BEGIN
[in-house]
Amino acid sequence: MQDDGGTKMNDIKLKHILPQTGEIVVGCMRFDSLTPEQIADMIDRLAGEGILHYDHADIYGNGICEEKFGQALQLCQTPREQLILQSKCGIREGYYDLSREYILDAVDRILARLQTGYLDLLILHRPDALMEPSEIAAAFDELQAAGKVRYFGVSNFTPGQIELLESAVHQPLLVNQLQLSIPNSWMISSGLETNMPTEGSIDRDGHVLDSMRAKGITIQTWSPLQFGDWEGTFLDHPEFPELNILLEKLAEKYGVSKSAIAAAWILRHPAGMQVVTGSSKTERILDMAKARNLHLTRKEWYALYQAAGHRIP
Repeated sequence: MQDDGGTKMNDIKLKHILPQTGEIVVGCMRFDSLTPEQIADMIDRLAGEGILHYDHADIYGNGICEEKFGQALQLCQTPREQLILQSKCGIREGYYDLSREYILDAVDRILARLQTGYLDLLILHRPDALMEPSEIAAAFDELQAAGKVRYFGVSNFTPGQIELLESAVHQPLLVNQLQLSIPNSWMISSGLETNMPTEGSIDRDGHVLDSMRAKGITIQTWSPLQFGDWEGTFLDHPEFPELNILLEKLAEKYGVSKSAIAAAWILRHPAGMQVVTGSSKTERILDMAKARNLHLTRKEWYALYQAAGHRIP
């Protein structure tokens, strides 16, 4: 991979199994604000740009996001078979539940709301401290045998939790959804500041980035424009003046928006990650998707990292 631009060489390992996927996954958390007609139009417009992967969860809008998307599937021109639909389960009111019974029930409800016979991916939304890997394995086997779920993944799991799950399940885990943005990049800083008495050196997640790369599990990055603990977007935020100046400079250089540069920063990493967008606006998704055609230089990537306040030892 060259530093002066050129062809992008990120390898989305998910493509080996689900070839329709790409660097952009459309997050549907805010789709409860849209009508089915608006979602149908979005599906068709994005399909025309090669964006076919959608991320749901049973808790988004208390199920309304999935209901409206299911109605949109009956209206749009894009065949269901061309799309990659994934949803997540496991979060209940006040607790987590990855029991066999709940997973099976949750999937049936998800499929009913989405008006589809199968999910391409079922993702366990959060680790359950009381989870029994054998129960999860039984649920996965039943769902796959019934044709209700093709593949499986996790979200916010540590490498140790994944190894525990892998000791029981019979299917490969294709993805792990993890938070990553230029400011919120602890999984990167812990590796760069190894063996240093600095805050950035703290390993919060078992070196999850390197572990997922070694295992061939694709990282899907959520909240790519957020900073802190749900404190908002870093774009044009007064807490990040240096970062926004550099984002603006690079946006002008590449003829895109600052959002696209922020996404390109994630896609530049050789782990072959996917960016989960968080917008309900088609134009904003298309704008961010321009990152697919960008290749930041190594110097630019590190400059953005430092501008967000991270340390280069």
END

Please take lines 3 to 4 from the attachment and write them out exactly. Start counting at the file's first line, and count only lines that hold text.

Repeated sequence: MQDDGGTKMNDIKLKHILPQTGEIVVGCMRFDSLTPEQIADMIDRLAGEGILHYDHADIYGNGICEEKFGQALQLCQTPREQLILQSKCGIREGYYDLSREYILDAVDRILARLQTGYLDLLILHRPDALMEPSEIAAAFDELQAAGKVRYFGVSNFTPGQIELLESAVHQPLLVNQLQLSIPNSWMISSGLETNMPTEGSIDRDGHVLDSMRAKGITIQTWSPLQFGDWEGTFLDHPEFPELNILLEKLAEKYGVSKSAIAAAWILRHPAGMQVVTGSSKTERILDMAKARNLHLTRKEWYALYQAAGHRIP
């Protein structure tokens, strides 16, 4: 991979199994604000740009996001078979539940709301401290045998939790959804500041980035424009003046928006990650998707990292 631009060489390992996927996954958390007609139009417009992967969860809008998307599937021109639909389960009111019974029930409800016979991916939304890997394995086997779920993944799991799950399940885990943005990049800083008495050196997640790369599990990055603990977007935020100046400079250089540069920063990493967008606006998704055609230089990537306040030892 060259530093002066050129062809992008990120390898989305998910493509080996689900070839329709790409660097952009459309997050549907805010789709409860849209009508089915608006979602149908979005599906068709994005399909025309090669964006076919959608991320749901049973808790988004208390199920309304999935209901409206299911109605949109009956209206749009894009065949269901061309799309990659994934949803997540496991979060209940006040607790987590990855029991066999709940997973099976949750999937049936998800499929009913989405008006589809199968999910391409079922993702366990959060680790359950009381989870029994054998129960999860039984649920996965039943769902796959019934044709209700093709593949499986996790979200916010540590490498140790994944190894525990892998000791029981019979299917490969294709993805792990993890938070990553230029400011919120602890999984990167812990590796760069190894063996240093600095805050950035703290390993919060078992070196999850390197572990997922070694295992061939694709990282899907959520909240790519957020900073802190749900404190908002870093774009044009007064807490990040240096970062926004550099984002603006690079946006002008590449003829895109600052959002696209922020996404390109994630896609530049050789782990072959996917960016989960968080917008309900088609134009904003298309704008961010321009990152697919960008290749930041190594110097630019590190400059953005430092501008967000991270340390280069």